Read, talk and tell stories. Let them make up stories - they are fun to listen to.
Involve children in household activities. Let them learn all household chores and divide responsibilities equally among boys and girls.
Parenting during COVID-19
As a parent, you want to do everything you can to protect your child. The coronavirus disease (COVID-19) pandemic has brought with it new challenges for families across the globe. UNICEF is here to be your partner in navigating this pandemic by providing you with accurate, reliable information on the best ways to keep your family safe.
Messages for parents
- It is a stressful time – take care of self and support the children
- Always answer their questions truthfully. Think about how old your child is and how much they can understand.
- COVID-19 has changed the daily schedule of everyone, yours as well as of your child. Make a new schedule.
- Even if your children have not heard about Coronavirus, tell them about it – silence does not help
- Allow your child to talk freely. Ask them open questions and find out how much they already know.
- Your child may be scared or confused. Give them space to share how they are feeling and let them know you are there for them.
- Set aside quality time to spend with your child.
- Model for a child’s behaviour, make hand washing with soap and hygienic practices fun.
- Try and catch bad behaviour early
- Do not show anger – pause and think and then act/respond
- It is fine to say “We don’t know, but we are working on it; or we don’t know, but we think.” Use this as an opportunity to learn something new with your child!
- Explain that COVID-19 has nothing to do with the way someone looks, where they are from, or what language they speak.
- There are a lot of stories going around. Some may not be true. Use trustworthy sites like the Ministry of Health and Family Welfare, UNICEF and the World Health Organization to get factual information.
Visit the UNICEF Coronavirus (COVID-19) parenting tips website
Meet Vihaan: The Virus Warrior
COVID 19 wanted to conquer the entire planet, so it devised a battle plan and multiplied itself into millions and hid in people’s hands.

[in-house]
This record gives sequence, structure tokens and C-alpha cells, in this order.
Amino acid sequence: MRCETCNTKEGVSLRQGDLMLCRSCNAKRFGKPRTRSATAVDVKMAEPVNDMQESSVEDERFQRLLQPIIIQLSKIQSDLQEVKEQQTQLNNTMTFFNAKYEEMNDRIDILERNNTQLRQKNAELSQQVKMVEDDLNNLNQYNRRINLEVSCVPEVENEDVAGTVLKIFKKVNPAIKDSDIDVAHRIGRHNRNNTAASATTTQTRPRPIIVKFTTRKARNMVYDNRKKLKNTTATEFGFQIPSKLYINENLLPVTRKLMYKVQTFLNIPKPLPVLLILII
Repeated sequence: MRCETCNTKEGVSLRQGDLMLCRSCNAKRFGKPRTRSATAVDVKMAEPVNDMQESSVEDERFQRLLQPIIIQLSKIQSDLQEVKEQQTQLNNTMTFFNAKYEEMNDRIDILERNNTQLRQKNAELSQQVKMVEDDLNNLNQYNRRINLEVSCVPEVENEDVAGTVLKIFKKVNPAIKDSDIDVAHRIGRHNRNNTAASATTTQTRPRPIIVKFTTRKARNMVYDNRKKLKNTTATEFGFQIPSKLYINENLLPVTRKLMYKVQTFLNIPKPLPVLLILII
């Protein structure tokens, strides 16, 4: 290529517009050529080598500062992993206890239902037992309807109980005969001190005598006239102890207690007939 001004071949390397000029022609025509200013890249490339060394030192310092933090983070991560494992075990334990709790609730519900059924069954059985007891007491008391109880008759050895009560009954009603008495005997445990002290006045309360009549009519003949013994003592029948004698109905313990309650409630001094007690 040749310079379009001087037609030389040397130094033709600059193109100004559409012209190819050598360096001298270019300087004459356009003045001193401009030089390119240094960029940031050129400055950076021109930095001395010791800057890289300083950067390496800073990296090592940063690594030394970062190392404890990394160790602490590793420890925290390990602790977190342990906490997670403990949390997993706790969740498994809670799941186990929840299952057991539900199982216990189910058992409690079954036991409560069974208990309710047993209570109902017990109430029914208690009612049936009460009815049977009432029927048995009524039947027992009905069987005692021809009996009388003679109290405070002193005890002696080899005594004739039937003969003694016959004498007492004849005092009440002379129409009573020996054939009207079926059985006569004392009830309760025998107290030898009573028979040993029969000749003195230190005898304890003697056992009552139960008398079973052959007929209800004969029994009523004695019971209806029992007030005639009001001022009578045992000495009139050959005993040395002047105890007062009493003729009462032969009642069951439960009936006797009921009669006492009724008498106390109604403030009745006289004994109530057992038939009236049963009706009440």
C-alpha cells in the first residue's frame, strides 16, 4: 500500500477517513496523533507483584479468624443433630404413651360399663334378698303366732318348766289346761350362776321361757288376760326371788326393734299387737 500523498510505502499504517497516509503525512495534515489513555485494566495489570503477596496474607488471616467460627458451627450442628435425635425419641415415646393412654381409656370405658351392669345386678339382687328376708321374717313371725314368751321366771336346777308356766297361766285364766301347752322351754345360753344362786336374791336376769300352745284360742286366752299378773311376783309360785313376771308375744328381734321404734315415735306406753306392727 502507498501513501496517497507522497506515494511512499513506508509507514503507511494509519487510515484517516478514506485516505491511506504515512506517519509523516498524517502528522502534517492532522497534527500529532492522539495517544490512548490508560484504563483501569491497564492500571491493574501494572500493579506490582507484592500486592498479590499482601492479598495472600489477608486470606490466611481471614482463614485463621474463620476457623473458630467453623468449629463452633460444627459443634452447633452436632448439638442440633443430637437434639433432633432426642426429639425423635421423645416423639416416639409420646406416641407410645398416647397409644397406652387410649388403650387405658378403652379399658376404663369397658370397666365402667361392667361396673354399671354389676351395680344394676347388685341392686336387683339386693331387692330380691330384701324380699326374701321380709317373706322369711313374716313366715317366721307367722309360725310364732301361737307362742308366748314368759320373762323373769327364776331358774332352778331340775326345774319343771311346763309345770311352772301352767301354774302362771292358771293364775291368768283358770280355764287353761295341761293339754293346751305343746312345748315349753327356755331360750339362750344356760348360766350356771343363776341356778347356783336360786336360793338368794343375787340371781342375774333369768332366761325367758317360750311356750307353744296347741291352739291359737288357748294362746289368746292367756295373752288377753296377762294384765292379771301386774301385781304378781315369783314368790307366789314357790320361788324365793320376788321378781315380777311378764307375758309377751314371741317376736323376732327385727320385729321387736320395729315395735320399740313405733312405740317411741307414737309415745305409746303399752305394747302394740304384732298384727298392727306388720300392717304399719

Vihaan opened his secret treasure box and pulled out the “Virus Shield” with a small note on how to wear the shield
Parenting Matters: Examining Parenting Approaches and Practices in the Early Childhood Years
UNICEF India commissioned Kantar Public to carry out a formative study on parenting practices to assess existing beliefs, methods, and behaviours of parents, extended family and service providers. This brochure presents the key findings of the formative study along with these five domains.
Key Findings of the Study
1. Mothers were the main caregivers for children while fathers are much less involved.
2. While male caregivers took children outdoors, female caregivers were more engaged in enabling indoor stimulation through storytelling and singing, among others.
3. Traditional wisdom from mothers-in-law was relied upon for childcare practices while front line workers were the source for schemes and services for children.
4. At least 30 different forms of physical and verbal abuse were reported as part of disciplining efforts. The punishment was a widely method accepted to disciple children for both boys and girls.
5. Girls and boys were raised very differently from a very early age – with the burden of household chores, day to day restrictions, being imposed more on girls by fathers.
6. If not prioritized in COVID-19 responses, young children face disproportionate risk and irreparable loss.
7. There is an urgent need for supporting parents and caregivers to enable positive parenting practices.
8. The incidence of violence against children is rising during COVID-19.